This has been an incredibly tough time for everyone in Canada. Just two weeks ago, we learned the details about the unmarked graves of 215 indigenous children at a former Kamloops residential school. These children were taken from their families and never came home. Our hearts ache as we are reminded, once again, of our callous disregard for indigenous people. So much grief to face and it would be too easy to say “Well, that happened years ago; that wouldn't happen today”, but we would be fooling ourselves. We need to reconcile our pride and our country with what we have done.
I want my grandsons to learn about Canada's true, blemished history, because we must face the truth before we can understand what it means to be Canadians. I urge all Canadians to use this upcoming Canada Day as an opportunity to reflect on how Canada can be a more loving, more educated and more accepting country.
As a child growing up in the 1960s, I was so proud of Canada as we celebrated our 100th birthday; 1967, what a glorious year. My dad drove our family to Montreal for Expo 67. My father was a new Canadian citizen and he was overflowing with love for his newfound home. What he did not know, and what we did not know, was the cost that indigenous people paid so we could be proud of our country.
I cannot sit in the House without feeling the weight of decisions made by members who sat here in the past, who somehow thought they were doing the right thing, taking children away from their families to force them to be assimilated to our way of thinking because they believed they were right, and they were so very wrong. What a shame, what a national shame, and I am so very sorry.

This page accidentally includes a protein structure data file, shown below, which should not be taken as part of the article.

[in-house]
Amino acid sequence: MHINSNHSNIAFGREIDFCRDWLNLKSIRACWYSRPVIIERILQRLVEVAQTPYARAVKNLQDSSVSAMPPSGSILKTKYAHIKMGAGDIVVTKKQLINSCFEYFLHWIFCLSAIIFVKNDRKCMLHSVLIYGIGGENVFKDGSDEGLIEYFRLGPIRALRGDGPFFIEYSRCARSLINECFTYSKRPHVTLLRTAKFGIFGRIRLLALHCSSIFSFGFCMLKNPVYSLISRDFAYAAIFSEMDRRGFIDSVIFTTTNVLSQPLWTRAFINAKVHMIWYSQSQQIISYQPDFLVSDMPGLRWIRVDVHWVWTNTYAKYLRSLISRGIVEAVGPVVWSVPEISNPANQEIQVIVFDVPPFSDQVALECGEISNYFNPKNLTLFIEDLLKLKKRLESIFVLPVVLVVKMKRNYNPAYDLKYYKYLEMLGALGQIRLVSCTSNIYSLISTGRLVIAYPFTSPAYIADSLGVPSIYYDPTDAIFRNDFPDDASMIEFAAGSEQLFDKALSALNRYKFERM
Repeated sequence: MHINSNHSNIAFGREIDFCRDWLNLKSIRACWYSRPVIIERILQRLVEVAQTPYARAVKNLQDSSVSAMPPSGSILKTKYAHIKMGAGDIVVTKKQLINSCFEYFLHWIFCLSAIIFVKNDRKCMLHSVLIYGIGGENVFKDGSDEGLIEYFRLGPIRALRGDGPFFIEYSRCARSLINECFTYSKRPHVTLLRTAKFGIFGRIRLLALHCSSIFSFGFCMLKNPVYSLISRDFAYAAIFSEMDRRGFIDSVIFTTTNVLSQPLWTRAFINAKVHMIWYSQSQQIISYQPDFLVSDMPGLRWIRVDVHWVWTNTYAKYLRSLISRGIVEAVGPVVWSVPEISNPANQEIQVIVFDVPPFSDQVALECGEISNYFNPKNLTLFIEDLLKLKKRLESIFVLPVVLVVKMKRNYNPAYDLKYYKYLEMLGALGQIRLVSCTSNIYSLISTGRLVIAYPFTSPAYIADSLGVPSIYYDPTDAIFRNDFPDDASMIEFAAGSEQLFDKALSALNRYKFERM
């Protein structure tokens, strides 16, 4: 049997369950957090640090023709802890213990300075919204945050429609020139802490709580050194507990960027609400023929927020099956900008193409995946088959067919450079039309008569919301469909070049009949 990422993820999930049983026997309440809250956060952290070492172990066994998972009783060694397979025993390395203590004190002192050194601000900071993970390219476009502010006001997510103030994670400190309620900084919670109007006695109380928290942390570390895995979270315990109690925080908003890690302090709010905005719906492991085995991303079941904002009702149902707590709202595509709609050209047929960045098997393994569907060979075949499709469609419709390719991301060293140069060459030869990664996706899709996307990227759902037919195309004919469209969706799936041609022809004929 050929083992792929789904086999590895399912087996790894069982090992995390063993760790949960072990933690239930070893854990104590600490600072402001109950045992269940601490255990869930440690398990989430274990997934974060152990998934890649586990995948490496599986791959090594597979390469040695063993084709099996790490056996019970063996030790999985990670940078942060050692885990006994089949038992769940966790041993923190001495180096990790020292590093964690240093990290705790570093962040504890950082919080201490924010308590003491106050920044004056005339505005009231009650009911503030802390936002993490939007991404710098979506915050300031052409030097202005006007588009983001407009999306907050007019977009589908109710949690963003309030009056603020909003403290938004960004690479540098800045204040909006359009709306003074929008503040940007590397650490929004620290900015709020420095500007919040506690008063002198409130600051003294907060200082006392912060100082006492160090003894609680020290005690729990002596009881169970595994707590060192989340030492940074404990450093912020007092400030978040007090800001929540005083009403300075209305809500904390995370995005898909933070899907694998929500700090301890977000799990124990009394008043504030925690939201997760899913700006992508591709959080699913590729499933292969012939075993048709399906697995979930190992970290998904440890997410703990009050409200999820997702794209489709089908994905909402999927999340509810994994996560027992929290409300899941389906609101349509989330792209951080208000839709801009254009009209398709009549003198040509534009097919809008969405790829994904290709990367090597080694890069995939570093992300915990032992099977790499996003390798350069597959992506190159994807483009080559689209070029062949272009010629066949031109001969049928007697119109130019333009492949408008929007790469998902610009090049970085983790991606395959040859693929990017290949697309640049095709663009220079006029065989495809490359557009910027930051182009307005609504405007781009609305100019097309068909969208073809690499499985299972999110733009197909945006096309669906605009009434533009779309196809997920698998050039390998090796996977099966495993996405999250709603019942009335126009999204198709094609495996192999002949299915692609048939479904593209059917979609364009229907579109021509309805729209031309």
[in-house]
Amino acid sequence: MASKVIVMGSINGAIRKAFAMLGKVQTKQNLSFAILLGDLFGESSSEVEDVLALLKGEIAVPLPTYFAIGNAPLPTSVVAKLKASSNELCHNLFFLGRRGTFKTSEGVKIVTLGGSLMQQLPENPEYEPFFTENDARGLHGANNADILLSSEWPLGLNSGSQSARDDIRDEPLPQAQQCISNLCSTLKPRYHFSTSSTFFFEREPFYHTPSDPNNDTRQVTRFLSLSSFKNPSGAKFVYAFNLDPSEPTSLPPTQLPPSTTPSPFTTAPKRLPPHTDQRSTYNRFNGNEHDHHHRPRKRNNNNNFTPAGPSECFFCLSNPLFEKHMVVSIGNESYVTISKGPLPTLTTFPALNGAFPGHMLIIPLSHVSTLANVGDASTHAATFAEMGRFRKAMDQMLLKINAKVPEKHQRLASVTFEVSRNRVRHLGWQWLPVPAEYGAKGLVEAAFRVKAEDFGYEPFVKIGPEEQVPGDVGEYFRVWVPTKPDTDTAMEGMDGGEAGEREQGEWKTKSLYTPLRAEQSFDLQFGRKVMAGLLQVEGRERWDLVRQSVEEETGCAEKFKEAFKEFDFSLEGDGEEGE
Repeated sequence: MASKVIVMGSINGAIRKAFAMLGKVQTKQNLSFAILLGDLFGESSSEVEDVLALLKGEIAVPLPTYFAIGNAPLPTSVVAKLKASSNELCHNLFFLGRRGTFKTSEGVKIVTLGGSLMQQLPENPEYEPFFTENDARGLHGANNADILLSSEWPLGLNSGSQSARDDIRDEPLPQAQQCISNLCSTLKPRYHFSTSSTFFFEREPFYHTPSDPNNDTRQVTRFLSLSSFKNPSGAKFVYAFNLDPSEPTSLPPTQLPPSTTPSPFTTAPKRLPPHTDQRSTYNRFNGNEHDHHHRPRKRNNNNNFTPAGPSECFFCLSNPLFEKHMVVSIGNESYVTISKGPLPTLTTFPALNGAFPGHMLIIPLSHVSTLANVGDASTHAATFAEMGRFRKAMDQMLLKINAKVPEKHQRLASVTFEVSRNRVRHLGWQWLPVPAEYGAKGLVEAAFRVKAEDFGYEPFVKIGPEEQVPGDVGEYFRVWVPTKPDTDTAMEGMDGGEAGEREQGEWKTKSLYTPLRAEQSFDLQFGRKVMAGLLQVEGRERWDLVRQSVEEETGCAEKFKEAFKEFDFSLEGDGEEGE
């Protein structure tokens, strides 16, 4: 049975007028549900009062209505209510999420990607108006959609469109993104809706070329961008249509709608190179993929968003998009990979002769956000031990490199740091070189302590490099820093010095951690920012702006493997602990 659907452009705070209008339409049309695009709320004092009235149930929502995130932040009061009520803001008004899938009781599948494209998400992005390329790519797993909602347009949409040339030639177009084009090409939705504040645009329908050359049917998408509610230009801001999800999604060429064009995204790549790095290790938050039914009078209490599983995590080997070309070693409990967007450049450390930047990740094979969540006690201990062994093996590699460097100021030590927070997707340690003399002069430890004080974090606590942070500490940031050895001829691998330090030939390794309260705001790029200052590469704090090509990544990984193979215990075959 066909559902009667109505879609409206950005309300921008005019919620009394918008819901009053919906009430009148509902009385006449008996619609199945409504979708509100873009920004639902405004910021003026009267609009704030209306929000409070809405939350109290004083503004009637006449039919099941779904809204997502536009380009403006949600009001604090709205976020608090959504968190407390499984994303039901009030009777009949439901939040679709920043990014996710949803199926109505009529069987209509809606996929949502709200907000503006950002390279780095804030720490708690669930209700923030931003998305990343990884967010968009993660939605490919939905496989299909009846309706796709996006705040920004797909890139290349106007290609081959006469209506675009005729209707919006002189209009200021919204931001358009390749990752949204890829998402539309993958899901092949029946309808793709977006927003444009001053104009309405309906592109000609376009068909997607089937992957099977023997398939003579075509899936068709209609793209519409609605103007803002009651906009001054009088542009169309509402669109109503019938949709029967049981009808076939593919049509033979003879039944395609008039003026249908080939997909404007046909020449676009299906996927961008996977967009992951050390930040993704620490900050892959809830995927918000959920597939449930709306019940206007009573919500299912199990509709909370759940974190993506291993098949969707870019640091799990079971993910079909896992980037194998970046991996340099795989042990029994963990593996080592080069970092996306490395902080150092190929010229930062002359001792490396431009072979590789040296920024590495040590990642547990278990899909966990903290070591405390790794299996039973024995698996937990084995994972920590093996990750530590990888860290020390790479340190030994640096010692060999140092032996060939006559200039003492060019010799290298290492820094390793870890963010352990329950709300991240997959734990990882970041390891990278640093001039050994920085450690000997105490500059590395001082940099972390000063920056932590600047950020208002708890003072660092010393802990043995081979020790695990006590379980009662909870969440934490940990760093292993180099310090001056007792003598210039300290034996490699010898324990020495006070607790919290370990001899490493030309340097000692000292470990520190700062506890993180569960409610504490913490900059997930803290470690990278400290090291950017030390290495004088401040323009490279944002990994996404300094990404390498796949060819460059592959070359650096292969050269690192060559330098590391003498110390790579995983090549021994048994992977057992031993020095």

Despite all of this sadness, Harrison and Francis, I am proud to be Canadian, and I am so proud to have had the honour to sit in this House with good people and pass good laws. To be a member of Parliament during a pandemic is not something any of us expected, but despite this challenging time, we have accomplished so much. I do not have time to list everything, but I do want to talk about some of the areas I was most involved with.
I am very proud to have pushed our government to earmark $30 million to support childhood cancer research. Too many children are dying from cancer, and we need to do more research to determine how to treat them, so they can live long, healthy lives.
I am proud to have co-sponsored a study on indigenous housing in rural, urban and northern communities that will hopefully be a catalyst for changes that will ultimately see indigenous people get the housing they need and deserve.